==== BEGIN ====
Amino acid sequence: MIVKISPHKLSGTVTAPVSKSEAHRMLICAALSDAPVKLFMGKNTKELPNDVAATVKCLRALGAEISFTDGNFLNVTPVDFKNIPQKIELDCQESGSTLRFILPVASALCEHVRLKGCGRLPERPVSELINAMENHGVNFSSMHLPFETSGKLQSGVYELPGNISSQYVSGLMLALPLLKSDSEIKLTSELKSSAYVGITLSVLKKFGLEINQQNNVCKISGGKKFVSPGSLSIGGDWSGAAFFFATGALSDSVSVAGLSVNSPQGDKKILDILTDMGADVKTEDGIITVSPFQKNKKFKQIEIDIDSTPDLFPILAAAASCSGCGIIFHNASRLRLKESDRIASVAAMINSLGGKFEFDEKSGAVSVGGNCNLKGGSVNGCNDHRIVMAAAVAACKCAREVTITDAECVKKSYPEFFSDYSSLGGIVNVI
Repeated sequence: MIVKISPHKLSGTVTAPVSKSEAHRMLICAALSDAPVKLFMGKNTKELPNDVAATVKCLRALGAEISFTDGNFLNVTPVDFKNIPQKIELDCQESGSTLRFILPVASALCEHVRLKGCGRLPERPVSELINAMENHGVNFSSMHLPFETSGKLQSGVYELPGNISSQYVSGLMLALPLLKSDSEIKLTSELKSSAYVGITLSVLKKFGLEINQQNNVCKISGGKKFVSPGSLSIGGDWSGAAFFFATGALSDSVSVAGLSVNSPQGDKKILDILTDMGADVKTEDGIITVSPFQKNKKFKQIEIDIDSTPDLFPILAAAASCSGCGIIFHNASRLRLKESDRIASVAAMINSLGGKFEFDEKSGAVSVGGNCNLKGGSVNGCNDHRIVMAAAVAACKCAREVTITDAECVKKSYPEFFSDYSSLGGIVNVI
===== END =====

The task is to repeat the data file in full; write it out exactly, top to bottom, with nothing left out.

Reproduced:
Amino acid sequence: MIVKISPHKLSGTVTAPVSKSEAHRMLICAALSDAPVKLFMGKNTKELPNDVAATVKCLRALGAEISFTDGNFLNVTPVDFKNIPQKIELDCQESGSTLRFILPVASALCEHVRLKGCGRLPERPVSELINAMENHGVNFSSMHLPFETSGKLQSGVYELPGNISSQYVSGLMLALPLLKSDSEIKLTSELKSSAYVGITLSVLKKFGLEINQQNNVCKISGGKKFVSPGSLSIGGDWSGAAFFFATGALSDSVSVAGLSVNSPQGDKKILDILTDMGADVKTEDGIITVSPFQKNKKFKQIEIDIDSTPDLFPILAAAASCSGCGIIFHNASRLRLKESDRIASVAAMINSLGGKFEFDEKSGAVSVGGNCNLKGGSVNGCNDHRIVMAAAVAACKCAREVTITDAECVKKSYPEFFSDYSSLGGIVNVI
Repeated sequence: MIVKISPHKLSGTVTAPVSKSEAHRMLICAALSDAPVKLFMGKNTKELPNDVAATVKCLRALGAEISFTDGNFLNVTPVDFKNIPQKIELDCQESGSTLRFILPVASALCEHVRLKGCGRLPERPVSELINAMENHGVNFSSMHLPFETSGKLQSGVYELPGNISSQYVSGLMLALPLLKSDSEIKLTSELKSSAYVGITLSVLKKFGLEINQQNNVCKISGGKKFVSPGSLSIGGDWSGAAFFFATGALSDSVSVAGLSVNSPQGDKKILDILTDMGADVKTEDGIITVSPFQKNKKFKQIEIDIDSTPDLFPILAAAASCSGCGIIFHNASRLRLKESDRIASVAAMINSLGGKFEFDEKSGAVSVGGNCNLKGGSVNGCNDHRIVMAAAVAACKCAREVTITDAECVKKSYPEFFSDYSSLGGIVNVI